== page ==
According to Champion, Erdogan had filed 57 libel suits by 2005, just two years after taking office. He won 21 of the cases, netting a total 700,000 Turkish Lira, or about $440,000, in compensation. An excerpt:
Since then, the government has refused to answer further questions on the matter. It said that whomever Mr. Erdogan sues—under article 125 of the Turkish penal code—is a private affair. The law criminalizes insults against a person's honor, differentiating such barbs from other protected free speech. Guilty parties face a maximum penalty of two years in jail.The article goes on to document a few recent libel suits the prime minister has filed, including the one against the Milliyet cartoonist who depicted him as a cat tied up in yarn, as well as another involving a theater troupe and the case against British citizen Michael Dickinson, who drew the prime minister's head on a dog's body.
Mr. Erdogan's spokesman didn't respond to several phone and email requests for comment.
Fikret Ilkiz, a prominent Turkish press freedom lawyer, says the frequency with which the prime minister's lawyers launch insult suits on his behalf has increased since 2005. By now the tally is "in the hundreds," he estimates, and has triggered a boom in lawsuits launched by cabinet ministers and legislators. Mr. Ilkiz added that previous prime ministers rarely used article 125.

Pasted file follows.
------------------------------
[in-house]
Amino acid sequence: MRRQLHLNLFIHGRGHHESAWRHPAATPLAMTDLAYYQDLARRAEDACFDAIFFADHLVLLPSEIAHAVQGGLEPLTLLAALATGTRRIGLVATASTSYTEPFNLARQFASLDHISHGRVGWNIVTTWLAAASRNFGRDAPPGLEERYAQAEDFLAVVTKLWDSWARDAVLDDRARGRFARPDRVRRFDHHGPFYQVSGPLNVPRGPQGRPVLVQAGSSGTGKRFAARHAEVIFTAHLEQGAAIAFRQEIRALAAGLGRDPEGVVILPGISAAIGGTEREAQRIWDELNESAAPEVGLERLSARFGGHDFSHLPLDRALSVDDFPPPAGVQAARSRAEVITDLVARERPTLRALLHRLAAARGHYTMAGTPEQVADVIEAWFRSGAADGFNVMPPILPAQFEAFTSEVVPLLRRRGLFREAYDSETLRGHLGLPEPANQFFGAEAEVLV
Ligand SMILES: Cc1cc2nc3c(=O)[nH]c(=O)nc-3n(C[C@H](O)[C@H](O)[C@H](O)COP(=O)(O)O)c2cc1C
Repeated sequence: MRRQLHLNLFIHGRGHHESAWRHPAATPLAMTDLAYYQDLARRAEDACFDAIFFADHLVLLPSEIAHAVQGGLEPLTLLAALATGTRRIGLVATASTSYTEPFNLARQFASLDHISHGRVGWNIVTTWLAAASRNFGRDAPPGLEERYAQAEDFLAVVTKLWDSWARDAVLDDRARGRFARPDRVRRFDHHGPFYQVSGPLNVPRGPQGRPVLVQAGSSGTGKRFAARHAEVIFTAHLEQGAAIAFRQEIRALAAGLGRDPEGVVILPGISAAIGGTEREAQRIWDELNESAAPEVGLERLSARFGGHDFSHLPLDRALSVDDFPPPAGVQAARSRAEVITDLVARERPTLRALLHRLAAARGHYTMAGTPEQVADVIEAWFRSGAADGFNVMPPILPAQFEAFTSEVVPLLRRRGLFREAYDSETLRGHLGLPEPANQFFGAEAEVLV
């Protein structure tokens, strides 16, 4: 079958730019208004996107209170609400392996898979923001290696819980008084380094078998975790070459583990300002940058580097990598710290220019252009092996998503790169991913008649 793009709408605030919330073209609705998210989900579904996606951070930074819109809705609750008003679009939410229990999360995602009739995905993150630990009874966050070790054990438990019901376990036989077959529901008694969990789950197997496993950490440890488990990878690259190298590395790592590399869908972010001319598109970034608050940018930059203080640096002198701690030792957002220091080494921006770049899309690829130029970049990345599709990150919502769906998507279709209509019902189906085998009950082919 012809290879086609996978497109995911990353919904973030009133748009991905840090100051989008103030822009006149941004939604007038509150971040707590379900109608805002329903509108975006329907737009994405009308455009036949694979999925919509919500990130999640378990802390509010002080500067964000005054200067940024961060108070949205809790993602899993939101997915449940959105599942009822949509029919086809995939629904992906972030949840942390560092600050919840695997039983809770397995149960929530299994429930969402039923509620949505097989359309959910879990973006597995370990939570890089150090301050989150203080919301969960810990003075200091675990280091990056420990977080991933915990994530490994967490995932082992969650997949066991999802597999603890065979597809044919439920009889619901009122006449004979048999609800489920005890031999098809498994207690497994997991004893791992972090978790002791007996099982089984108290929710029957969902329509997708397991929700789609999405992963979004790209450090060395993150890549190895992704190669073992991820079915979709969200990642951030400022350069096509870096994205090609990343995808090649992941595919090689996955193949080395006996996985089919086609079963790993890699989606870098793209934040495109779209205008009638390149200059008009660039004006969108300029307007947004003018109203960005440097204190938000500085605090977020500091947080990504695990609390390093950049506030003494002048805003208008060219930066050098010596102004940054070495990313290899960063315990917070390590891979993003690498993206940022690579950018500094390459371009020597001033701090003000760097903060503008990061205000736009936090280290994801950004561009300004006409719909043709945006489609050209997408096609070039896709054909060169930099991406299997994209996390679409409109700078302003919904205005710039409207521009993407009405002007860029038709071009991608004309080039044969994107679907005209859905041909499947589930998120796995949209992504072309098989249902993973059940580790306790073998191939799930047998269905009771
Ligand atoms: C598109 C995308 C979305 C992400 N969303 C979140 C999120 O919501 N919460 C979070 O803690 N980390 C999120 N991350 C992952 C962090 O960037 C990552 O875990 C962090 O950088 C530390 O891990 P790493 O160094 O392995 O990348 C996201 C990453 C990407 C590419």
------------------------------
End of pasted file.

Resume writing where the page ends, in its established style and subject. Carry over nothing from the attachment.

While the prime minister seem to have problems dealing with criticism, however tasteless or disrespectful it might be, he has no problems dishing it out. Erdogan recently called Milliyet journalist Nuray Mert "despicable" for having written that new roads the government is building in the southeast will facilitate security operations and threatened another journalist, Abbas Guclu, for tying the prime minister to a scandal involving Turkey's university entrance exam. In regard to Guclu, Erdogan said the journalist would "pay the price" for his allegations. For a litany of such allegations, see Sedat Ergin's recent column (in Turkish) in Hurriyet.
UPDATE I (6/9) -- Another example (from Milliyet, in Turkish) of the prime minister's thin skin was displayed when Erdogan accused Taraf columnist Ahmet Altan of insulting him after the columnist said he would not be voting for the AKP on Sunday.